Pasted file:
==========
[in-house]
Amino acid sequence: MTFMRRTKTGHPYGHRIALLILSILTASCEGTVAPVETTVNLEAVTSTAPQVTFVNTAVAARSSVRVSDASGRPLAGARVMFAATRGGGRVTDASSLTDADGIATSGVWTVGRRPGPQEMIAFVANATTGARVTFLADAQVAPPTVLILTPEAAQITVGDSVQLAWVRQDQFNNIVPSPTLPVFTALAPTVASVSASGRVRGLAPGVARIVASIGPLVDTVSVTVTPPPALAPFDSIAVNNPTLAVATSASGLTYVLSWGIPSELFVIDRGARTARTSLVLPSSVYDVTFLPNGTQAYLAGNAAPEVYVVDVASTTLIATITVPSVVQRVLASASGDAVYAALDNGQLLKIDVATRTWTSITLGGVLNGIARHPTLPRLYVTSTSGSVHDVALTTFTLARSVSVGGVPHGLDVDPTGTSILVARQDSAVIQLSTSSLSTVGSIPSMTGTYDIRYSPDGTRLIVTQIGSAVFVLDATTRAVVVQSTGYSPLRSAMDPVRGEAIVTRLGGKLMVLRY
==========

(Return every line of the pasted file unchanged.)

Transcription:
[in-house]
Amino acid sequence: MTFMRRTKTGHPYGHRIALLILSILTASCEGTVAPVETTVNLEAVTSTAPQVTFVNTAVAARSSVRVSDASGRPLAGARVMFAATRGGGRVTDASSLTDADGIATSGVWTVGRRPGPQEMIAFVANATTGARVTFLADAQVAPPTVLILTPEAAQITVGDSVQLAWVRQDQFNNIVPSPTLPVFTALAPTVASVSASGRVRGLAPGVARIVASIGPLVDTVSVTVTPPPALAPFDSIAVNNPTLAVATSASGLTYVLSWGIPSELFVIDRGARTARTSLVLPSSVYDVTFLPNGTQAYLAGNAAPEVYVVDVASTTLIATITVPSVVQRVLASASGDAVYAALDNGQLLKIDVATRTWTSITLGGVLNGIARHPTLPRLYVTSTSGSVHDVALTTFTLARSVSVGGVPHGLDVDPTGTSILVARQDSAVIQLSTSSLSTVGSIPSMTGTYDIRYSPDGTRLIVTQIGSAVFVLDATTRAVVVQSTGYSPLRSAMDPVRGEAIVTRLGGKLMVLRY